ITPro.TV: CompTIA Security+ (SY0-601)
“Countermeasures” are another commonly used term for “controls”.
In either case, these are just whatever measures we’re taking to “avoid, detect, counteract, or minimize security risks”, in particular w.r.t. the CIA triad.
Systems of controls become frameworks/standards.
Security controls are classified into three categories:
Categories are themselves divided functionally into “types”:
The key difference between “preventative” and “deterrent” control types is that “deterrents” make someone not want to do something, while “preventative” control types actually stop them from doing that thing.
Recovery controls are basically extensions of corrective controls: Corrective controls simply return a system to normal functioning, while recovery controls work to re-harden the system.
Preventative, detective, corrective, and recovery controls are reactive, while deterrence and directive controls are proactive; compensating controls can be either, depending on what missing (primary) control they’re acting instead of.
Most administrative controls are directives.
Regulations, Standards And Frameworks
“Frameworks” are sets of guidelines and best practices covering a constellation of security controls.
Regulations and standards are basically prescriptive frameworks, the difference being that the first has the force of law, while the second is generally accepted within an industry (either by consensus or coercion).
- Protect the cardholder data environment with a firewall.
- Change default passwords, etc.
- Protect cardholder data.
- Encrypt cardholder data in motion (across open networks).
- Use anti-malware.
- Keep your systems and applications secure/up-to-date.
- No shared accounts
- Restrict logical access to cardholder data.
- Restrict physical access to cardholder data.
- Monitor all access to networks and systems that contain/process/transmit cardholder data.
- Regularly test your security measures.
- Document all of this, and maintain applicable employee policies.
CIS Top 20 Controls:
- Basic controls (1 – 6)
- Foundational controls (7 – 16; build on the basic controls)
- Organizational controls (17 – 20)
NIST CSF (Cyber Security Framework):
- Describe the current posture.
- Describe the target posture.
- Identify areas for improvement and repeatable processes that ratchet the organization in that direction.
- Determine how to assess progress.
- Establish channels to communicate with stakeholders.
The NIST CSF is divided into a “core framework” (cybersecurity controls), “profiles” (specifies how to apply core controls for a specific risk appetite), and “implementation tiers” (qualitative guides for assessing maturity).
NIST RMF (Risk Management Framework):
- Prepare to use the RMF.
- Categorize the system, information, and associated assets based on an impact analysis.
- Select and tailor a set of baseline controls.
- Implement and document the selected baseline.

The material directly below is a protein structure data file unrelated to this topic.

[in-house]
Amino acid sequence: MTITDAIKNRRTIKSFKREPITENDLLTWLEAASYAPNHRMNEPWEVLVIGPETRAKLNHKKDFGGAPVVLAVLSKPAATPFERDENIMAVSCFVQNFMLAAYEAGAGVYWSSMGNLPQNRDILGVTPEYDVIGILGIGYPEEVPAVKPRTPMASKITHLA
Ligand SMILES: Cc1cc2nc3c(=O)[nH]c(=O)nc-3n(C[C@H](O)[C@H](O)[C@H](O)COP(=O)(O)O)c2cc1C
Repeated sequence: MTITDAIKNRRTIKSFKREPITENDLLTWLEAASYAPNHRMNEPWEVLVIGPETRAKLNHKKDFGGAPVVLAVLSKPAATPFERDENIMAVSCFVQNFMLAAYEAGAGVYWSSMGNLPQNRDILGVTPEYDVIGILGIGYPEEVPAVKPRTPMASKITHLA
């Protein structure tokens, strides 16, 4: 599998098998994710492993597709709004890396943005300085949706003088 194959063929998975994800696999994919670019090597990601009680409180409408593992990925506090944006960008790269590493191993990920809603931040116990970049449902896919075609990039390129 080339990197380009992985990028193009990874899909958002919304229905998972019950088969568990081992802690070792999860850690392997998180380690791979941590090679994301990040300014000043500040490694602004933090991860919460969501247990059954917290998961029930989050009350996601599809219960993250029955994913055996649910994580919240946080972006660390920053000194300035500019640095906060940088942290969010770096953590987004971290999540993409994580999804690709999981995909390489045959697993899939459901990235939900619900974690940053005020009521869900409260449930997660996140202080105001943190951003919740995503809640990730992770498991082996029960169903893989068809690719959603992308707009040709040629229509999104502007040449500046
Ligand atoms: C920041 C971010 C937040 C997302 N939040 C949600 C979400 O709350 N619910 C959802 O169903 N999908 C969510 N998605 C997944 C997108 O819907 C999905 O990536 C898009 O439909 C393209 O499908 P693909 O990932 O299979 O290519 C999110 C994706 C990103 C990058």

- Assess the state and effectiveness of the selected controls.
- Authorize the system for normal operations.
- Monitor the state of the system on an ongoing basis (may lead to starting over with “categorization” depending on this ongoing knowledge).
The NIST RMF is about tying risk management into the SDLC, extending the CSF “profiles”.
- ISO 27001 — Requirements for information security management
- ISO 27002 — Controls necessary to enforce ISO 27001
- ISO 27701 — Extends ISO 27001 & 27002 to include privacy management
- ISO 31000 — Risk management
Adam Gordon recommends combining the NIST RMF (which is focused on IT risk management) and ISO 31000 (which is focused on organizational risk management) in order to obtain the most holistic possible risk management framework.
SOC reports can be divided into two “types”:
- Type I reports involves review and documentation, but not testing, of controls.
- Type II reports cover a minimum period of 6 months and requires that controls be tested.
There are three kinds of SOC reports:
- SOC 1 reports are financial controls.
- SOC 2 reports cover non-financial controls.
- SOC 3 reports are stripped-down SOC 1/2 reports.
The CSA CCM (Cloud Security Alliance Cloud Controls Matrix) provides a list of almost 200 controls (!!!) focusing on the cloud supply chain risks.
There’s also lots of vendor guides.
Spotlight On General Data Protection Regulation
Location data becomes “personal data” under the GDPR if it can be linked to a session, and thus a user.
The GDPR requires that the data controller and data processor be separate roles. In generally, data processors are external to an organization.
The fines for breaches and other security violations under the GDPR are the greater of €10 million or 2% global revenue. But the fines for misrepresenting how data will be used or handles are double this.
The GDPR data protection officer may be an individual in either the data controller, the data processor, or a third-party.
The data controller must notify the applicable governmental regulatory body within 72 hours of becoming aware of a breach. However, extensions can be requested.
April 26, 2022